The Village of Flower Hill Board of Trustees have long sought the need for addressing traffic and safety issues on Port Washington Boulevard. Since the boulevard is owned by New York State, village officials have long worked with New York State Department of Transportation (NYSDOT) officials on this issue. Village officials have also released a statement updating the situation on Port Washington Boulevard.
“The congestion on the southbound lanes that back up as far as St. Francis Hospital, the excessive speeding and the insufficient storage in the left hand turn lane for Middle Neck Road, combine to make the road extremely dangerous,” the statement began. “An initial traffic study requested by the Village of Flower Hill in conjunction with concerned residents resulted in the NYSDOT checking all the crosswalk signs, installing new signage and reducing the speed limit to 40 mph. The NYSDOT also acknowledged that the Port Boulevard/Middle Neck Road intersection needed further studying and possibly a re-design. This intersection has averaged 2 to 4 accidents a month since the beginning of 2013.
“After a patient and persistent effort, we now have a commitment from the NYSDOT to do a complete study of this intersection. This commitment is the result of coordinated efforts by Senator Jack Martins, our mayor, Elaine Phillips, and the administration of St. Francis Hospital who are directly affected by any proposed changes and have a strong interest in solving the traffic and safety problems. Notwithstanding the NYSDOT’s commitment, it is estimated that any changes will take at least five years. Understanding the need for a more timely solution that specifically addresses the safety issues, Mayor Elaine Phillips has requested that the village be allowed to erect traffic control devices in the interim.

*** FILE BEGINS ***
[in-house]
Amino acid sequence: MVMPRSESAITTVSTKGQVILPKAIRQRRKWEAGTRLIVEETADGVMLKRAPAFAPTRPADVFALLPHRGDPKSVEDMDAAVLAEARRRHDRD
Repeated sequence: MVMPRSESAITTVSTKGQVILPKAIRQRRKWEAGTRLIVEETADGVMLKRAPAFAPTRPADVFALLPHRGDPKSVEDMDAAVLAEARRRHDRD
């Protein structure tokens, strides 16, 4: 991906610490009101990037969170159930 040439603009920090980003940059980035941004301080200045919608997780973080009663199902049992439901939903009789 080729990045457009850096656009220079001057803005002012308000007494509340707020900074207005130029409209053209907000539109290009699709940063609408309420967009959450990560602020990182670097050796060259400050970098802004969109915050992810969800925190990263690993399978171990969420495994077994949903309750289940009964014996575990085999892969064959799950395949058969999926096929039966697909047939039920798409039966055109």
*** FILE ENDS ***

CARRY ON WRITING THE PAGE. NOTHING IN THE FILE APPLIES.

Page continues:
“The village has proposed erecting overhead speed display signs on both sides of Port Washington Boulevard. Speed display signs are an effective and affordable tool to slow drivers. Studies have shown that these signs produce 10-20 percent reductions in average speeds along with an increase in compliance with the posted speed limit. “The proposed locations of the cantilevered poles that will hold the signs are as follows: northbound—between Farmview Road and East High Road; southbound—north of Oaktree Lane. Senator Jack Martins has provided the village with state grant funding for the entire cost of the equipment and its installation,” the statement concluded. “The village is now waiting for approval from the NYSDOT and feedback from the community. Flower Hill strongly believes that by slowing traffic, there will be a reduction in the number of accidents at the Middle Neck Road intersection and provide for a safer Port Washington Boulevard, contact the village with any questions or concerns at 627-5000.”